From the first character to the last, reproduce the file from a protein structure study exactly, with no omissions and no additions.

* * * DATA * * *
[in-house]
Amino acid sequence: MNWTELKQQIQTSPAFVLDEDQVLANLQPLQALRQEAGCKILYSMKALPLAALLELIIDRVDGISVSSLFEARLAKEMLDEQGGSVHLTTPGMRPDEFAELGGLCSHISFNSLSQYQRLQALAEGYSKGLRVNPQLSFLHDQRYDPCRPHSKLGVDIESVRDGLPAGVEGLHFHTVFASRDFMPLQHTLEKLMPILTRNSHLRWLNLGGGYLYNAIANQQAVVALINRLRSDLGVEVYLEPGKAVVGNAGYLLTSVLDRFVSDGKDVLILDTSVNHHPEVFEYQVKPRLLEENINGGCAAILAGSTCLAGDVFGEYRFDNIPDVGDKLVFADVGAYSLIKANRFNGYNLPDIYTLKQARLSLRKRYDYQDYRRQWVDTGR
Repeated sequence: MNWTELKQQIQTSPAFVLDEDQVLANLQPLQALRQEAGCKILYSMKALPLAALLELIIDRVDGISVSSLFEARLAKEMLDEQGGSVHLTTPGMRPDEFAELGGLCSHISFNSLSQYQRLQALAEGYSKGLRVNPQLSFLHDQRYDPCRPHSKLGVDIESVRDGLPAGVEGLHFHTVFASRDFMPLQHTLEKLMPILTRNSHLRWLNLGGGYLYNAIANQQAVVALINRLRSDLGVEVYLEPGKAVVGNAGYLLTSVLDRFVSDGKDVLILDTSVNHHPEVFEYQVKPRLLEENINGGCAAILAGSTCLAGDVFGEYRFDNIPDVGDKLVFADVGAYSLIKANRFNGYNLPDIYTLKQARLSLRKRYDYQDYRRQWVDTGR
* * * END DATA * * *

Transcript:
[in-house]
Amino acid sequence: MNWTELKQQIQTSPAFVLDEDQVLANLQPLQALRQEAGCKILYSMKALPLAALLELIIDRVDGISVSSLFEARLAKEMLDEQGGSVHLTTPGMRPDEFAELGGLCSHISFNSLSQYQRLQALAEGYSKGLRVNPQLSFLHDQRYDPCRPHSKLGVDIESVRDGLPAGVEGLHFHTVFASRDFMPLQHTLEKLMPILTRNSHLRWLNLGGGYLYNAIANQQAVVALINRLRSDLGVEVYLEPGKAVVGNAGYLLTSVLDRFVSDGKDVLILDTSVNHHPEVFEYQVKPRLLEENINGGCAAILAGSTCLAGDVFGEYRFDNIPDVGDKLVFADVGAYSLIKANRFNGYNLPDIYTLKQARLSLRKRYDYQDYRRQWVDTGR
Repeated sequence: MNWTELKQQIQTSPAFVLDEDQVLANLQPLQALRQEAGCKILYSMKALPLAALLELIIDRVDGISVSSLFEARLAKEMLDEQGGSVHLTTPGMRPDEFAELGGLCSHISFNSLSQYQRLQALAEGYSKGLRVNPQLSFLHDQRYDPCRPHSKLGVDIESVRDGLPAGVEGLHFHTVFASRDFMPLQHTLEKLMPILTRNSHLRWLNLGGGYLYNAIANQQAVVALINRLRSDLGVEVYLEPGKAVVGNAGYLLTSVLDRFVSDGKDVLILDTSVNHHPEVFEYQVKPRLLEENINGGCAAILAGSTCLAGDVFGEYRFDNIPDVGDKLVFADVGAYSLIKANRFNGYNLPDIYTLKQARLSLRKRYDYQDYRRQWVDTGR